Elena Knox is an Australian performance and media artist in the field of communication media. After obtaining her PhD at the College of Fine Art (currently UNSW Art & Design) at the University of New South Wales in 2015, she began presenting creative works highlighting the relationship between humans and humanoid robots in Japan and other countries. She originally came to Waseda University as a JSPS (Japan Society for the Promotion of Science) postdoctoral research fellow, after which Waseda’s ISS (International Scholar Services) service has provided her with the position of full time junior researcher.
For the Love of Robots
I had never worked with robots and artificial intelligence in my younger years. I was a practicing artist, performing both inside and outside of my university courses and across many art forms, from dance to theatre to music. I originally filmed my work to analyze and document it, and gradually through this detailed observation, I became interested in the field of gestures and rituals that people use to communicate, and how they differ by identities or genders. I began using the films to research and express these themes to create new art. For my PhD at the College of Fine Art in Sydney, I studied video and performance art. One day, the director of the UNSW Creative Robotics Lab introduced me to Professor Katsumi Watanabe, who is studying human-robot interaction at Waseda University. Through him, I got my first opportunity to work physically with a life-size Japanese robot, and as it turned out, those robots were a perfect medium to study repetitive gestures for my thesis and graduating exhibition. They allowed me to step slightly outside a purely human subjectivity, initiate routines and gestures through programming and choreography, and also provoke different effects on people. I ended up spending a lot of my PhD making videos and performances with Japanese robots.
Expanding my Artistic Reach
My personal encounter with Professor Watanabe and the robot created by Ishiguro Lab, Osaka University, was a stroke of luck that eventually led to my current position as a junior researcher at the Intermedia Art and Science Department at Waseda University. Waseda University was one of the first universities to make humanoid robots, and there are many excellent researchers on campus. Through this rich network of robotics culture, I’ve been able to collaborate with many other universities and organizations. Last year, I exhibited my work at the Artificial Intelligence Art and Aesthetics Exhibition in Okinawa, and held a solo exhibition in Tokyo of my previous video art using the humanoid robot Geminoid-F (Osaka University). I also presented my research on funerals for Aibo robots at the IROS 2018 International Conference on Intelligent Robots and Systems in Madrid. Another ongoing project is a live-streaming event called Omikuji (an AI fortune teller), in which a robot housed at Miraikan Museum in Tokyo communicates via my system with gallery visitors, thus far across China, Hong Kong and Korea. I’ve been very lucky to show audiences in many different countries a glimpse of the progression of Japan’s AI and robotic research through art.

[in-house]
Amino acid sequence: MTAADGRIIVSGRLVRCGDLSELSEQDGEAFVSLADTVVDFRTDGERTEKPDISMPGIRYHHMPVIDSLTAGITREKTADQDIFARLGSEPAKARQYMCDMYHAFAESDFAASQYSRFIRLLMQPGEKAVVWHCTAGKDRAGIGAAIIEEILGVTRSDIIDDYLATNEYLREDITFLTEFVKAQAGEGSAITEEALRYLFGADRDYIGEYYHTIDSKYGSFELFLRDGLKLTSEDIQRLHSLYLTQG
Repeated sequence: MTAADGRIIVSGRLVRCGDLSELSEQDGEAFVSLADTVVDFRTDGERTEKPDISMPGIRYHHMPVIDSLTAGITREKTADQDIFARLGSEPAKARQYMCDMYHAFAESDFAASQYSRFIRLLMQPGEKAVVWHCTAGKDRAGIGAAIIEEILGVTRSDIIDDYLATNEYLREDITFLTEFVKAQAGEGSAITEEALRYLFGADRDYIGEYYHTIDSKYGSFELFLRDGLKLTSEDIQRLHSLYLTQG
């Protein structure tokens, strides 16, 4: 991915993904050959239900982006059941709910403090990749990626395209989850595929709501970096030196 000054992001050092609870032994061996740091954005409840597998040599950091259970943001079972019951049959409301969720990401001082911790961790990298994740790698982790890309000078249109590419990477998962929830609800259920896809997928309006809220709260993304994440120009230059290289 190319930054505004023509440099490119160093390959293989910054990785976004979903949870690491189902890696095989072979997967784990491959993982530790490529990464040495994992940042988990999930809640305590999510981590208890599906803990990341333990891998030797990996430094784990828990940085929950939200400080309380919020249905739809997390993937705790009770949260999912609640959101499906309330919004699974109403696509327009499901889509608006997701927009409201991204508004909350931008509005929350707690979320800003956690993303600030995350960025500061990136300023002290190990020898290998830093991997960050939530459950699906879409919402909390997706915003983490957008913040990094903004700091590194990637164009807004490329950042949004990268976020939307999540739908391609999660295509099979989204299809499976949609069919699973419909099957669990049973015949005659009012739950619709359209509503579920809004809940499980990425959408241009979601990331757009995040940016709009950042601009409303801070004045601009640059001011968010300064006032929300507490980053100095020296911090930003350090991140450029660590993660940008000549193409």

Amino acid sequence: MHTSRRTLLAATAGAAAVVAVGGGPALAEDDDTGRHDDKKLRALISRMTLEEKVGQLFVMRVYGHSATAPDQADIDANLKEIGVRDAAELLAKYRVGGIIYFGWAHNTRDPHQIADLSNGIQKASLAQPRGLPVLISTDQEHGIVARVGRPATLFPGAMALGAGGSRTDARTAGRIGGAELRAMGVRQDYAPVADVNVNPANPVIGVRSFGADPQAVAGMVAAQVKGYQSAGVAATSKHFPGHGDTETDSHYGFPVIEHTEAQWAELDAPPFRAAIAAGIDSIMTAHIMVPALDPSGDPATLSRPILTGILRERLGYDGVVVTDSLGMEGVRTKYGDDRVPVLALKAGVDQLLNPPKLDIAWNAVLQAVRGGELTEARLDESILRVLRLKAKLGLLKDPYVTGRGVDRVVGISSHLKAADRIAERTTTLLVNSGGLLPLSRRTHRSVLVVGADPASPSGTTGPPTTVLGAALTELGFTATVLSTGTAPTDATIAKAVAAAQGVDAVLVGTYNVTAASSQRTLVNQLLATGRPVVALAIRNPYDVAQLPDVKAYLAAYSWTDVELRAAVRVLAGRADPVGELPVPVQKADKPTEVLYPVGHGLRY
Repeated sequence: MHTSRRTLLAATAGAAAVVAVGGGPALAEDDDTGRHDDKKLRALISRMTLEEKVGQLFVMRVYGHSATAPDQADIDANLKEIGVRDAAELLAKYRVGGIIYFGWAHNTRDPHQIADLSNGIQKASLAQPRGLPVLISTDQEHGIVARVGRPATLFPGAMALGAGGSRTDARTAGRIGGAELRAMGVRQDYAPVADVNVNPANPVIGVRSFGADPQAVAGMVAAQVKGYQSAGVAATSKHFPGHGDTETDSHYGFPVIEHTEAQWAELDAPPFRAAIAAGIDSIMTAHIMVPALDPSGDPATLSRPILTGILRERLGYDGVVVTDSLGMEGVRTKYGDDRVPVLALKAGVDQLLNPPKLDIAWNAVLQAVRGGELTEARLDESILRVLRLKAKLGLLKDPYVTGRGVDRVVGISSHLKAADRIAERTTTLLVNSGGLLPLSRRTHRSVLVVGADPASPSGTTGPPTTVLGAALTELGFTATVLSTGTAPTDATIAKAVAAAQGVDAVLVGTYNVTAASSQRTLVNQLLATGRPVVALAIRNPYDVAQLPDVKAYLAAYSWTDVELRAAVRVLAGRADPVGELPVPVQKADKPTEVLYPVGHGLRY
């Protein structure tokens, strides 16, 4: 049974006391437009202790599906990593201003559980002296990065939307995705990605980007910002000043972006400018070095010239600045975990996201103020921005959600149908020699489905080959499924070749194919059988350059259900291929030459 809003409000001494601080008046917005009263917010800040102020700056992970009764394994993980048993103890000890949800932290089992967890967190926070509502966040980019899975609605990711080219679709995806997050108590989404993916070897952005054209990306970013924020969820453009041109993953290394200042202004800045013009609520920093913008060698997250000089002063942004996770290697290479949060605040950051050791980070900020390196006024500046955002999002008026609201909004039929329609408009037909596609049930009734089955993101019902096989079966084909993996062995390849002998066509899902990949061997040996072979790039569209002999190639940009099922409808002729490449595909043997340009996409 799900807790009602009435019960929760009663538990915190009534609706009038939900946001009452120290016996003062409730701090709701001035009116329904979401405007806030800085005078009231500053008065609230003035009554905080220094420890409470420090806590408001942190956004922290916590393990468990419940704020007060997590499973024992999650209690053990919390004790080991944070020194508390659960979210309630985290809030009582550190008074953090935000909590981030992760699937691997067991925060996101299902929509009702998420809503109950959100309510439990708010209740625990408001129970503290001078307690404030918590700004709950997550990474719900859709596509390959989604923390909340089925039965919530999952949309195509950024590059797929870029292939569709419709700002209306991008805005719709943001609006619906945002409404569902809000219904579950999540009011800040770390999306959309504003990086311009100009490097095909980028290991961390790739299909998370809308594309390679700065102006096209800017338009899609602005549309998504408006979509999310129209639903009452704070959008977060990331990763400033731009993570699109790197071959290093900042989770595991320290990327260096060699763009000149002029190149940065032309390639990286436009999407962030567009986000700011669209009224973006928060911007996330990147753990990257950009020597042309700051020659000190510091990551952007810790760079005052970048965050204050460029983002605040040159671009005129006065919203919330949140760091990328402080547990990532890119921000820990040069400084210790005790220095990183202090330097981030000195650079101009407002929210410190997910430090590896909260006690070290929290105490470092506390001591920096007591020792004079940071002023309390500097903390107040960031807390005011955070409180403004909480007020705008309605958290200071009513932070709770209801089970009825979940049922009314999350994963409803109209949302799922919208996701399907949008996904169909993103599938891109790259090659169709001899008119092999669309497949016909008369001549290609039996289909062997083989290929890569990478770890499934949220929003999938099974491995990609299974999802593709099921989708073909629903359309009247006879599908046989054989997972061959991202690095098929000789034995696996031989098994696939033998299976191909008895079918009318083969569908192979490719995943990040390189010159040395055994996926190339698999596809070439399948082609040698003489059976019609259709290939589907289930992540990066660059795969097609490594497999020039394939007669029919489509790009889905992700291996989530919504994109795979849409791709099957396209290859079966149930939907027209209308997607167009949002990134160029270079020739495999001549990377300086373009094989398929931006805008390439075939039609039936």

The Future of Robots and Art
As an artist, you must evolve along with the culture. This field is growing rapidly and in general people’s opinions on machines and AI are still developing, especially with regard to the role that they’ll play in the future. If AIs become more self-aware, it’s possible that they will start creating their own art. Humans may not even recognize this art when we see it, and in that sense, we would be neither artist nor audience of a new kind of art. The idea of this might be uncomfortable for some people. Everything depends on the extent to which we can integrate our own egos with machine subjectivities in future societies. That’s why one of my goals is to create large public performances using both physical robots and bodiless AI. I want to give the general public more opportunities to interact with real robots and AI, allowing them to form their own opinions that aren’t influenced by sensational media.